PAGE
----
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The average wavenumber for a ketone is about $\pu{1720 cm-1}$ and the average wavenumber for an ester is about $\pu{1740 cm-1}$. This, however, does not make sense, as the carbonyl group of an ester should have a greater single bond character than the ketone due to resonance from the adjacent oxygen atom. This greater single bond character should thus result in a lower wavenumber for the ester, but it does not. Is there an explanation for this?

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For an undergraduate starts to learn IR spectroscopy, the stretching frequency of any $A-B$ chemical bond, $\over\nu$ (in $\pu{cm-1}$) can be calculated by using following equation: $${\bar\nu} = \frac{1}{2\pi c}\sqrt{\frac{k}{\mu}}= \frac{1}{2\pi c}\sqrt{\frac{k(m_A+m_B)}{(m_Am_B}}$$ where $k=\text{the force constant of the bond}=\text{bond strength}$, $m_A= \text{mass of atom }A$, $m_B= \text{mass of atom }B$, and $c= \text{speed of light}$. The equation shows $\bar\nu$ is at least depends on two factors, reduced mass $\mu$ and the force constant of the bond $k$.

The dependency on $\mu$ would be explained by the difference in stretching frequency of $\ce{C-H}$ ($\pu{\approx 3000 cm-1}$) and $\ce{C-D}$ ($\pu{\approx 2200 cm-1}$). The force constants of $\ce{C-H}$ and $\ce{C-D}$ are approximately equal.

The most important fact when compared to different carbonyl bond stretching frequencies is force constants of the bonds of interest. For example, ring strain in a cyclic ketone usually increases the $\ce{C=O}$ stretching frequency. That of cycloheptanone is $\pu{\approx 1702 cm-1}$, cyclohexanone is $\pu{\approx 1714 cm-1}$, cyclopentanone is $\pu{\approx 1747 cm-1}$, and cyclobutanone is $\pu{\approx 1783 cm-1}$. Therefore, we can generally conclude that the stretching frequency of the bond increase with the increase of the reactivity of carbonyl bond. Likewise, reactivity of carbonyl compounds in increasing order is: acid chlorides ($\pu{1780-1820 cm-1}$) > acid anhydrides ($\pu{\approx 1760 cm-1}$ and $\pu{\approx 1810 cm-1}$) > esters ($\pu{1730-1750 cm-1}$) > aldehydes ($\pu{1720-1740 cm-1}$) > ketones ($\pu{1705-1725 cm-1}$) > carboxylic acids ($\pu{1700-17205 cm-1}$) > acid amides ($\pu{1630-1680 cm-1}$). The reduction of double bond character in ester (average bond length of methyl acetate is $\pu{\approx 123.2 pm}$) is minimal but has a better leaving group than in ketones (average bond length of acetaldehyde is $\pu{\approx 123.1 pm}$) when subjected to react.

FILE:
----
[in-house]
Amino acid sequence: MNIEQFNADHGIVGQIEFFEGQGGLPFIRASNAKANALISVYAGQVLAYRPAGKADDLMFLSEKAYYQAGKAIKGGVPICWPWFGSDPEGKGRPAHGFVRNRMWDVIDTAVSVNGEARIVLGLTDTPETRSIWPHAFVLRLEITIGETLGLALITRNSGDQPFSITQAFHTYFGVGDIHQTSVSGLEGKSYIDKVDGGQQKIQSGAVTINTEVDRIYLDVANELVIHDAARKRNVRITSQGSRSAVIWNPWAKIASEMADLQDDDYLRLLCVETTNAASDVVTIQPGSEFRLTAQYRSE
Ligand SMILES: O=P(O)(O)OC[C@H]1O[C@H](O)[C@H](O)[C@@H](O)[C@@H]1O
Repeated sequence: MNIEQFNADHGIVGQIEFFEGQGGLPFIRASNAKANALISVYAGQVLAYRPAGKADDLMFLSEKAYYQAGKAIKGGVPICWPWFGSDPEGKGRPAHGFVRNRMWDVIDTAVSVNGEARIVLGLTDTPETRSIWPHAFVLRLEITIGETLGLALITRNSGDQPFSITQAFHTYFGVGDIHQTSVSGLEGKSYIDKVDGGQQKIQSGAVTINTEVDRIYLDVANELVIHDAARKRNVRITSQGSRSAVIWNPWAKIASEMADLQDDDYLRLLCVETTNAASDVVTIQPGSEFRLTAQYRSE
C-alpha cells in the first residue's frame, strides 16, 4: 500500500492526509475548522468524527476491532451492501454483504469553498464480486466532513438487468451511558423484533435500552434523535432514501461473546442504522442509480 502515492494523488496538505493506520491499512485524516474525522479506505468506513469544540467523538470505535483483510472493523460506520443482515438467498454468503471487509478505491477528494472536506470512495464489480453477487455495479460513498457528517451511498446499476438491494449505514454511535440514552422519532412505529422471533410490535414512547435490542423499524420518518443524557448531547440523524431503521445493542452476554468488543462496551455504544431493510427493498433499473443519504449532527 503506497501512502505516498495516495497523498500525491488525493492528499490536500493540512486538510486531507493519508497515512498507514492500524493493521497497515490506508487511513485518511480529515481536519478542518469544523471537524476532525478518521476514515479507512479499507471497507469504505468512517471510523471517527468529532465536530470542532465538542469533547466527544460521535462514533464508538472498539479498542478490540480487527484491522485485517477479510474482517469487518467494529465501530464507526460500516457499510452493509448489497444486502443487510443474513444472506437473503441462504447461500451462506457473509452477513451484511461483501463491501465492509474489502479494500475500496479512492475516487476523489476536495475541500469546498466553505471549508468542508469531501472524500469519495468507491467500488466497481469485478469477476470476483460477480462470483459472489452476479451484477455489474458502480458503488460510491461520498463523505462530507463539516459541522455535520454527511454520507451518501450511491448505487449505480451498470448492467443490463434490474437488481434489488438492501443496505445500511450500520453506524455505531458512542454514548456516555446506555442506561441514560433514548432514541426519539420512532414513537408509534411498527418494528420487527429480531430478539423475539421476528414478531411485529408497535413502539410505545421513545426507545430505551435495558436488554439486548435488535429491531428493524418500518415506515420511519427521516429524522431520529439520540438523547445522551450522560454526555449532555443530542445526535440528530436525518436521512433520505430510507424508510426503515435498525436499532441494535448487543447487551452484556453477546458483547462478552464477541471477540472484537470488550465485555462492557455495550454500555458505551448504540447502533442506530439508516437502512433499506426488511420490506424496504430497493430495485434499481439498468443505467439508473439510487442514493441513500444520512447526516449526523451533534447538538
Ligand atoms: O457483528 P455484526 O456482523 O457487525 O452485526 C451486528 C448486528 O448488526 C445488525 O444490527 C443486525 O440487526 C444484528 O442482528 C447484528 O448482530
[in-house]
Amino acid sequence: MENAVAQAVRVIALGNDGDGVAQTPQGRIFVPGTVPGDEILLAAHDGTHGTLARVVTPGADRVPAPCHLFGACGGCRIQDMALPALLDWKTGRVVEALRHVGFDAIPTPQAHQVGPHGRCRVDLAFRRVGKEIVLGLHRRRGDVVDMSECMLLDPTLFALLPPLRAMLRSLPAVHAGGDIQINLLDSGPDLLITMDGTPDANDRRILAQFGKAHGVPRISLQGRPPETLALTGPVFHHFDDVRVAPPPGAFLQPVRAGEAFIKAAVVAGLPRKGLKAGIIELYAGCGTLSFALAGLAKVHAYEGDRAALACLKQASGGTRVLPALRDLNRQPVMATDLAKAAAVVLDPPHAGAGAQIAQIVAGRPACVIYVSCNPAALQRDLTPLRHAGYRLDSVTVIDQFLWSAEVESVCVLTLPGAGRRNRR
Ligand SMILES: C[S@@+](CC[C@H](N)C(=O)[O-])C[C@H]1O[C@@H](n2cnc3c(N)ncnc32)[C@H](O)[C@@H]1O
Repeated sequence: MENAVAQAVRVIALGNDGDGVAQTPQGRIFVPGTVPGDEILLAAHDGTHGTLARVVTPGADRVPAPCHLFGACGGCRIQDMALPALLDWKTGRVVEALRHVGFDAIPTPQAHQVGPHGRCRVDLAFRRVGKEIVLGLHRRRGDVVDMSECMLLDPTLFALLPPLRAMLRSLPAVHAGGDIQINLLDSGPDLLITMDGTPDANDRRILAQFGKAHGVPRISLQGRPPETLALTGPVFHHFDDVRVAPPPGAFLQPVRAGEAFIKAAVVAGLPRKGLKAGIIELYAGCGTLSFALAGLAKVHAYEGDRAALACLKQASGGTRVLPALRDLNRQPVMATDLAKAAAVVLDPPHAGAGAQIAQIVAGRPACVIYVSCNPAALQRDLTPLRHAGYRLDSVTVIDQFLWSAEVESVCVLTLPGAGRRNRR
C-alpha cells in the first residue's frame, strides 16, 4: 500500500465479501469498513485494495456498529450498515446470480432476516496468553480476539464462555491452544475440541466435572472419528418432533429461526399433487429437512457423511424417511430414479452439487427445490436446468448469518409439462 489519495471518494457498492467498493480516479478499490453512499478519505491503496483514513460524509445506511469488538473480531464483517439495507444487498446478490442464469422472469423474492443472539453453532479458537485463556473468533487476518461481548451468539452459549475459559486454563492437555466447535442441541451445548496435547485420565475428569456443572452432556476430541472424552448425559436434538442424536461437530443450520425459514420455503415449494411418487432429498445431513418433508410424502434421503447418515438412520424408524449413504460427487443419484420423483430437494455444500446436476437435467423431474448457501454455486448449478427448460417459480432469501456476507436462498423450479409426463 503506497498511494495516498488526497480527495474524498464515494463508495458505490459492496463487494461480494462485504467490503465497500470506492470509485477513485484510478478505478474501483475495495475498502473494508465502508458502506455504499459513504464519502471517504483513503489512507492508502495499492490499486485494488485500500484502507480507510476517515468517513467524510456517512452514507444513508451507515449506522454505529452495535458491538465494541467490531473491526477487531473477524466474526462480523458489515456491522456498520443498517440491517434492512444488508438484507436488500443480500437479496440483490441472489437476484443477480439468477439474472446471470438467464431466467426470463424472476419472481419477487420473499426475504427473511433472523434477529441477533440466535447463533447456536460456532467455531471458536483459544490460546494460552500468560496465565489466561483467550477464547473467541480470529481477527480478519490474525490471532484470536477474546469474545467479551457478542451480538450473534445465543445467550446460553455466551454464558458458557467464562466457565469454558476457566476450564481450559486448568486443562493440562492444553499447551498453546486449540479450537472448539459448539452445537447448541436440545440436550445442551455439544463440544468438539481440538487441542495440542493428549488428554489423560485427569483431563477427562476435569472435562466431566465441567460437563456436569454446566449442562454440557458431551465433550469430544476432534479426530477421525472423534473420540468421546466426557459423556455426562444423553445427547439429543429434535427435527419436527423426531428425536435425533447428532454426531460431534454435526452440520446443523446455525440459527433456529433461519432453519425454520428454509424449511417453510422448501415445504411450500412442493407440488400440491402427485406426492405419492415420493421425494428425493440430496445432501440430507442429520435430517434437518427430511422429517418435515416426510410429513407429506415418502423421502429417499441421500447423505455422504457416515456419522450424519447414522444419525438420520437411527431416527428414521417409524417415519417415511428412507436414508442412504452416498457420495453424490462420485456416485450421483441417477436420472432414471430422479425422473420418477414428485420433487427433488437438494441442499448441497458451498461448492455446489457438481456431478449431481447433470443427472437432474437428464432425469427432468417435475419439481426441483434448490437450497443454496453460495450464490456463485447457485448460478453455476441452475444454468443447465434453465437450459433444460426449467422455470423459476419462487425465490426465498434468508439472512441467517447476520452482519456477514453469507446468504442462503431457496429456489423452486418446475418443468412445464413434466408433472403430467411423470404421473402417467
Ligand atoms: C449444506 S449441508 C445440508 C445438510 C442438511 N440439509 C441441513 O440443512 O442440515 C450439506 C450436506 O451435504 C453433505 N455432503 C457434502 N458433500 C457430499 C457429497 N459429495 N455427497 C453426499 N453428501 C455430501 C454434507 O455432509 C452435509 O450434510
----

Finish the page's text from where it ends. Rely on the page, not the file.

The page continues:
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    $\begingroup$ Using the equation above when isotopes are concerned, the force constant is equal between CD and CH because only a change in mass is involved so any change in frequency is solely due to changes in $\mu$. $\endgroup$ – porphyrin Aug 19 at 12:26

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